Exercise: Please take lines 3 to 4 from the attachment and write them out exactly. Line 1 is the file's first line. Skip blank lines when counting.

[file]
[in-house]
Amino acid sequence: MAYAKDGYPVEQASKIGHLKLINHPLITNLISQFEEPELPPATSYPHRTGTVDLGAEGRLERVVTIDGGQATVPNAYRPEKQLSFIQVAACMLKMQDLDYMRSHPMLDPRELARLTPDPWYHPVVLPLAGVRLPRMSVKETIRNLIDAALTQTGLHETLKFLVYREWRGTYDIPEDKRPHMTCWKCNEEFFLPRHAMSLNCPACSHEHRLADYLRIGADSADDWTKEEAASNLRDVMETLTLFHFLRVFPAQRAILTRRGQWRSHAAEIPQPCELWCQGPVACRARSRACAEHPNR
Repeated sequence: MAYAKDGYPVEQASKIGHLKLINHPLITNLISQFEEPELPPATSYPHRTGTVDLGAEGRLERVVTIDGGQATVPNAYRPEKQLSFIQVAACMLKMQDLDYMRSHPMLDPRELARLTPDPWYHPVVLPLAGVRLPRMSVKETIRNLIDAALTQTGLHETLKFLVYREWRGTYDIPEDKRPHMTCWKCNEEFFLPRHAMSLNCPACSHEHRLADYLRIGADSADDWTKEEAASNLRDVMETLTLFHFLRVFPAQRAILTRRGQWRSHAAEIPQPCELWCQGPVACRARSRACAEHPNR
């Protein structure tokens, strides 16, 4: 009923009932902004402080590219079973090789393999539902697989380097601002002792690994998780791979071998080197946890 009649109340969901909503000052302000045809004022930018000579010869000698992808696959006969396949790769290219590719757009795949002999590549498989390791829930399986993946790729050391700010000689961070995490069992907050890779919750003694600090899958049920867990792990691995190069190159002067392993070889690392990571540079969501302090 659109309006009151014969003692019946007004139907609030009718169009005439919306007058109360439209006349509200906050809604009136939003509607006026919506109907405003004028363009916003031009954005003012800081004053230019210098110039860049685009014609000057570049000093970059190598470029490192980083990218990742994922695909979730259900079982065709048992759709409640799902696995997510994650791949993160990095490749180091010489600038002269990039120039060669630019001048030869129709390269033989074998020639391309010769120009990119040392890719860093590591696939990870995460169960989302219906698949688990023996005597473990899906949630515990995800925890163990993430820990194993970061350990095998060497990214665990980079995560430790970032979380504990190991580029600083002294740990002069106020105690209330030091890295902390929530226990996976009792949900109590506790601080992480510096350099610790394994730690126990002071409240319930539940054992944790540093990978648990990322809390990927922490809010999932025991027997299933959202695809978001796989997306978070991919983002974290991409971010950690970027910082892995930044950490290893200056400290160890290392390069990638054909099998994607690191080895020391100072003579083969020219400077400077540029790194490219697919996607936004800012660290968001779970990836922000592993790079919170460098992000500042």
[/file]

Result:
Repeated sequence: MAYAKDGYPVEQASKIGHLKLINHPLITNLISQFEEPELPPATSYPHRTGTVDLGAEGRLERVVTIDGGQATVPNAYRPEKQLSFIQVAACMLKMQDLDYMRSHPMLDPRELARLTPDPWYHPVVLPLAGVRLPRMSVKETIRNLIDAALTQTGLHETLKFLVYREWRGTYDIPEDKRPHMTCWKCNEEFFLPRHAMSLNCPACSHEHRLADYLRIGADSADDWTKEEAASNLRDVMETLTLFHFLRVFPAQRAILTRRGQWRSHAAEIPQPCELWCQGPVACRARSRACAEHPNR
């Protein structure tokens, strides 16, 4: 009923009932902004402080590219079973090789393999539902697989380097601002002792690994998780791979071998080197946890 009649109340969901909503000052302000045809004022930018000579010869000698992808696959006969396949790769290219590719757009795949002999590549498989390791829930399986993946790729050391700010000689961070995490069992907050890779919750003694600090899958049920867990792990691995190069190159002067392993070889690392990571540079969501302090 659109309006009151014969003692019946007004139907609030009718169009005439919306007058109360439209006349509200906050809604009136939003509607006026919506109907405003004028363009916003031009954005003012800081004053230019210098110039860049685009014609000057570049000093970059190598470029490192980083990218990742994922695909979730259900079982065709048992759709409640799902696995997510994650791949993160990095490749180091010489600038002269990039120039060669630019001048030869129709390269033989074998020639391309010769120009990119040392890719860093590591696939990870995460169960989302219906698949688990023996005597473990899906949630515990995800925890163990993430820990194993970061350990095998060497990214665990980079995560430790970032979380504990190991580029600083002294740990002069106020105690209330030091890295902390929530226990996976009792949900109590506790601080992480510096350099610790394994730690126990002071409240319930539940054992944790540093990978648990990322809390990927922490809010999932025991027997299933959202695809978001796989997306978070991919983002974290991409971010950690970027910082892995930044950490290893200056400290160890290392390069990638054909099998994607690191080895020391100072003579083969020219400077400077540029790194490219697919996607936004800012660290968001779970990836922000592993790079919170460098992000500042």